This Girls Group Mentoring Toolkit provides the tools, resources and support to create, implement, deliver and evaluate a quality group mentoring program for girls, ages 9-13, in your community. The Toolkit is intended to be used in a range of communities, and can be adapted to the unique values, needs, strengths and challenges that each community encompasses.
It is crucial to recognize that every mentoring group will likely face some level of challenge or conflict over the course of the relationship development process. As outlined in the above sections on relationship development theory, conflict is normal and to be expected and can be constructive in facilitating honest, open connections between the girls and their mentors. The following list provides suggestions from programs in the field for some of the common issues you might come face-to-face with in your program.
Even when intentional efforts are made to match the girls carefully, interpersonal clashes between girls can take place and must be managed to promote healthy relationships and ensure each girl feels safe and positively connected to the group. When conflict does arise in the group, it can be used as an opportunity to learn and practice conflict resolution in a healthy way, rather than lashing out, name-calling, ignoring or other unhealthy patterns that can often develop.
Some suggestions from the field for managing a matched group that isn’t working:
Even when you have taken time to screen and match mentors and girls, sometimes the relationships will face roadblocks in developing positively. There are basic interventions that can be explored and taken as first steps. When this is not effective, you should consider redistributing or re-matching the girls if necessary. Identifying whether the challenges are resting with a single mentee or mentor will be helpful in developing the most effective course of action.
The first warning sign that a matched group isn’t working is recurring participant conflict followed by program withdrawal. Some other common signs include breaking group cohesion, hindering relationships, excessive group conflict, behaviours that did not occur before, self-sabotaging of the group, sabotaging the group for others, mentors or mentees quitting the group and mentors or mentees not showing up. Remember that if the group is in a state of conflict and lacks connectivity, participants will not feel attached to the group. In rare cases, some girls may actually be better suited to a one-on-one mentoring model.
If early efforts are not resolving the conflict or lack of connection within a matched group, you may consider reassigning the girls and mentor. This can be difficult since you don’t want to disrupt other successfully matched groups. If the challenges seem to rest mostly with the mentor, consider assigning them a general role in the program—sometimes an individual might not be the right fit for the mentor role. If the dynamic among the girls is not working, consider strategically distributing them among the other groups. Reassigning a group shouldn’t be a reaction; it should be planned so mentees and mentors do not feel that it was a failure or someone’s “fault.” Having a fun activity planned to initiate the new groups will help with this. Consider an outing, a special meal or a get-to-know-you activity.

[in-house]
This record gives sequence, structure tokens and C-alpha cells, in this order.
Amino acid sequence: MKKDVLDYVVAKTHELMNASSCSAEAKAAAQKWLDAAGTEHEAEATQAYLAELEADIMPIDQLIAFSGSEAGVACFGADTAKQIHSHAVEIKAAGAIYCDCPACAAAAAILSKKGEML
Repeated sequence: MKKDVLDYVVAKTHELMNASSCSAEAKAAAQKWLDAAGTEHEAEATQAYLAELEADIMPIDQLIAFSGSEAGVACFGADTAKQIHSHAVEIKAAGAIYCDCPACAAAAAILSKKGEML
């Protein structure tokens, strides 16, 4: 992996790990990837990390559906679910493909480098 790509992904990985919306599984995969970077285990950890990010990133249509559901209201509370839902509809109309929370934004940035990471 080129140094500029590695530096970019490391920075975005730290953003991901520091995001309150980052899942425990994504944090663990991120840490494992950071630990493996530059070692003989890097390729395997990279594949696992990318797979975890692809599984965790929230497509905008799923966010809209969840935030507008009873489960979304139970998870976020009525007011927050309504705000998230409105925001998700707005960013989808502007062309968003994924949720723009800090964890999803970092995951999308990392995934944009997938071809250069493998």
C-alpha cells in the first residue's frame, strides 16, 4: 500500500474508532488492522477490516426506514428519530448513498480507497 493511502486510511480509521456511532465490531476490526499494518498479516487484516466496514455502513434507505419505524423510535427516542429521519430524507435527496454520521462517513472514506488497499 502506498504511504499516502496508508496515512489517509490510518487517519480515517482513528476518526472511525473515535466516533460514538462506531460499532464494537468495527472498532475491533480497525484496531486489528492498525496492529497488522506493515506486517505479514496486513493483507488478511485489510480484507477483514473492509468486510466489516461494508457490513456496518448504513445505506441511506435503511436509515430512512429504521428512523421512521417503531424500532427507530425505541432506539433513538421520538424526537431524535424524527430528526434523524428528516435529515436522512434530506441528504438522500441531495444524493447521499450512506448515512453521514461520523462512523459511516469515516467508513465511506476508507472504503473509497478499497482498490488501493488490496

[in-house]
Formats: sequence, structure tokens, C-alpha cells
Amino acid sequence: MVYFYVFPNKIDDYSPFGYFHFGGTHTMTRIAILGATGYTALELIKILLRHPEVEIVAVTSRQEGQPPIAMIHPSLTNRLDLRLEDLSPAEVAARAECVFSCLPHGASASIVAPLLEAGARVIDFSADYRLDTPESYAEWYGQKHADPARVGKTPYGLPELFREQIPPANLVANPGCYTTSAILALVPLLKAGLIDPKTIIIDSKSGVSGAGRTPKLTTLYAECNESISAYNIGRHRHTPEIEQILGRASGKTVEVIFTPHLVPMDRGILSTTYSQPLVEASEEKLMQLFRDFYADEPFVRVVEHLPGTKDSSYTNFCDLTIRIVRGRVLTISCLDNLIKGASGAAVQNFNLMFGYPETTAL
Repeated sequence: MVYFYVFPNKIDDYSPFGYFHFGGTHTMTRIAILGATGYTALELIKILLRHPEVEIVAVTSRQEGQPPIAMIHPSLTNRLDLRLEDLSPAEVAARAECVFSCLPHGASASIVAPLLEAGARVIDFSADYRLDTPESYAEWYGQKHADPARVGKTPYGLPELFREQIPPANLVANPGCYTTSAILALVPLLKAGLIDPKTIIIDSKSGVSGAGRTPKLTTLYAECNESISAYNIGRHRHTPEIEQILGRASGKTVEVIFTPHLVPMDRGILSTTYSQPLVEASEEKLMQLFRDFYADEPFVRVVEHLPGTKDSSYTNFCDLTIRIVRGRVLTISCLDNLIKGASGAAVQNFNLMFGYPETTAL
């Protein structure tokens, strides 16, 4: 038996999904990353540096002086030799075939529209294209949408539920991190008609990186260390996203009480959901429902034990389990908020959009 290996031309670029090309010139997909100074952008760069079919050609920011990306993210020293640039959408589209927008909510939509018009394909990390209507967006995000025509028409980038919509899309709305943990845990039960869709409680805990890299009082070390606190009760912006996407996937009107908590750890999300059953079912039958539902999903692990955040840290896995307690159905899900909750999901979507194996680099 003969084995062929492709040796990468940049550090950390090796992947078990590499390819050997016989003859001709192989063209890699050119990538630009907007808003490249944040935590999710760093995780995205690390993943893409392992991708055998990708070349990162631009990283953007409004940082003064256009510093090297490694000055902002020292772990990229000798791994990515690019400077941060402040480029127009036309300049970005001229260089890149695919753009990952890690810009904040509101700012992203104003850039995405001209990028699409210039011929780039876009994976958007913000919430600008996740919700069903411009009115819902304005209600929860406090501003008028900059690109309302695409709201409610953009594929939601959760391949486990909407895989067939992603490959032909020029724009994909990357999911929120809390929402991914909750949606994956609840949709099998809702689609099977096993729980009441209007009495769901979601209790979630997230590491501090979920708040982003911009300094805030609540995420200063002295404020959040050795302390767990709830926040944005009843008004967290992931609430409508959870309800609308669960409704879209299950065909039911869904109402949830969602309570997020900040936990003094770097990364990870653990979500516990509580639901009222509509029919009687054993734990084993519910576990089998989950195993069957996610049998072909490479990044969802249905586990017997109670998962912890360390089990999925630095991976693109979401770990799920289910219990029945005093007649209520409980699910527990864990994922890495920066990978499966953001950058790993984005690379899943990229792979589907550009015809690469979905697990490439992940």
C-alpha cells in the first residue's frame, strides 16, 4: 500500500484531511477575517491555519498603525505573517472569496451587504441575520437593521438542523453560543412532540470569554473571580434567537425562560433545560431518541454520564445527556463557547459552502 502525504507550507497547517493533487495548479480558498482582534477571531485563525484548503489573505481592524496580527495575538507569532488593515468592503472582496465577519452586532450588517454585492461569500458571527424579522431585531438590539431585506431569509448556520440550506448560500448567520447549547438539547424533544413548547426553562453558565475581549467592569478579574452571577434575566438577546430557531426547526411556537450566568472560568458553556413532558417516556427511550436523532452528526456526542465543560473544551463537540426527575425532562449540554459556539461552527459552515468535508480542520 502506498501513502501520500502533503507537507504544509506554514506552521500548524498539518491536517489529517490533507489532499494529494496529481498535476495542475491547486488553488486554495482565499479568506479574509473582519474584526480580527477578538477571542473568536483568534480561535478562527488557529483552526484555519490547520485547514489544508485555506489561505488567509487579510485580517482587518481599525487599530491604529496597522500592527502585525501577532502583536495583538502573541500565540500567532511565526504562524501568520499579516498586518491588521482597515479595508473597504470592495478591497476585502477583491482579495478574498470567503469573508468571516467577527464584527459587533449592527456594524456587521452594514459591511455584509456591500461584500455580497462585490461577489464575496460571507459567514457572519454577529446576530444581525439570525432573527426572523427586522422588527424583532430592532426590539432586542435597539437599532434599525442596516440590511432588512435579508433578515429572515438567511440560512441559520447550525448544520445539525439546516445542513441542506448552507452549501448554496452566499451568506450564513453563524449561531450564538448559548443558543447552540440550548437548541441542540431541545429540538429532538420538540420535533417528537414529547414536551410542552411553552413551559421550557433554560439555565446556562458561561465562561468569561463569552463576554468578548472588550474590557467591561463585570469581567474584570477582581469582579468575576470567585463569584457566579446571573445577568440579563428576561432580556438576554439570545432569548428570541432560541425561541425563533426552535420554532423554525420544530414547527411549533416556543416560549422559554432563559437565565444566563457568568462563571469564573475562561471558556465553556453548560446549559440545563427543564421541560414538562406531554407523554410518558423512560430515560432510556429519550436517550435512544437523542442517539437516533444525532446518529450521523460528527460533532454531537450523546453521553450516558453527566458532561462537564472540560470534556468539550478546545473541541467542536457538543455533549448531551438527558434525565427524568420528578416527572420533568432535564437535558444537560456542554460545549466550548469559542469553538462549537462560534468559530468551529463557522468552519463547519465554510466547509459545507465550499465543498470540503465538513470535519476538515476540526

Co-mentoring presents a variety of benefits to a girls group mentoring program. From a staff perspective, there are many gains in coverage, scheduling and succession planning. From the girls’ perspective, it offers two supportive mentors to look up to and build relationships with. When matching two mentors to take on this collaborative process, however, sometimes conflict can arise. It is first important to try to diffuse and manage the conflict. The staff person should address the issues in a private conversation and a plan should be collectively agreed upon between all three individuals. This could include dividing up the role’s responsibilities or developing a list of principles to guide their collaboration moving forward, which could function like group rules. Staff should have check-in meetings pre-scheduled to monitor their progress. If there is a fundamental issue with their leadership styles or personalities that cannot be rectified, consider reassigning one of them to a different role within the program.
“Be consistent. Young people need boundaries to feel safe and understand social expectations. If you are not consistent, it can be confusing and uncomfortable”
Maintaining boundaries within the girls group mentoring program is critical for supporting the healthy and positive development of relationships. At times a girl may develop an unhealthy attachment to a member of the program whether it be a mentor, staff person or another mentee.
First identify that the mentee is safe and clarify that the attachment is not linked to an external issue or crisis that needs to be addressed. Staff should have a private conversation with the girl to ensure her life circumstances are not presenting risks. In the absence of external issues, instead of explicitly reprimanding the girl, try to redirect her involvement in the program in different ways.